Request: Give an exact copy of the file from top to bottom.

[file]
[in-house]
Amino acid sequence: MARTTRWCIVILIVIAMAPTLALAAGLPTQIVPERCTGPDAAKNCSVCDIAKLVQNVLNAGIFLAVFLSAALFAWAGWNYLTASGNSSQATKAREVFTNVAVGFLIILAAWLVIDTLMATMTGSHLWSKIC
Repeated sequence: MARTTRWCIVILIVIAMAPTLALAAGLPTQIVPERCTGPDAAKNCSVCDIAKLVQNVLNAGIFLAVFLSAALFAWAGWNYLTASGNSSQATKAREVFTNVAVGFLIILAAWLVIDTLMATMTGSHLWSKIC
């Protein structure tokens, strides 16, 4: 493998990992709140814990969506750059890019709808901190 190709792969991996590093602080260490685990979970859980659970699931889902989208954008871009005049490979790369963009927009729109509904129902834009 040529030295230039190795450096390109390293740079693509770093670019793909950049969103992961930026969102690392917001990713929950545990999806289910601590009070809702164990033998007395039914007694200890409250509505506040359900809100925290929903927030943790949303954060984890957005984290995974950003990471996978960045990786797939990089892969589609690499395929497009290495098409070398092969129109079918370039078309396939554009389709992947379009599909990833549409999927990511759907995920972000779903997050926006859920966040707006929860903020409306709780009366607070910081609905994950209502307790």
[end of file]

[in-house]
Amino acid sequence: MARTTRWCIVILIVIAMAPTLALAAGLPTQIVPERCTGPDAAKNCSVCDIAKLVQNVLNAGIFLAVFLSAALFAWAGWNYLTASGNSSQATKAREVFTNVAVGFLIILAAWLVIDTLMATMTGSHLWSKIC
Repeated sequence: MARTTRWCIVILIVIAMAPTLALAAGLPTQIVPERCTGPDAAKNCSVCDIAKLVQNVLNAGIFLAVFLSAALFAWAGWNYLTASGNSSQATKAREVFTNVAVGFLIILAAWLVIDTLMATMTGSHLWSKIC
């Protein structure tokens, strides 16, 4: 493998990992709140814990969506750059890019709808901190 190709792969991996590093602080260490685990979970859980659970699931889902989208954008871009005049490979790369963009927009729109509904129902834009 040529030295230039190795450096390109390293740079693509770093670019793909950049969103992961930026969102690392917001990713929950545990999806289910601590009070809702164990033998007395039914007694200890409250509505506040359900809100925290929903927030943790949303954060984890957005984290995974950003990471996978960045990786797939990089892969589609690499395929497009290495098409070398092969129109079918370039078309396939554009389709992947379009599909990833549409999927990511759907995920972000779903997050926006859920966040707006929860903020409306709780009366607070910081609905994950209502307790």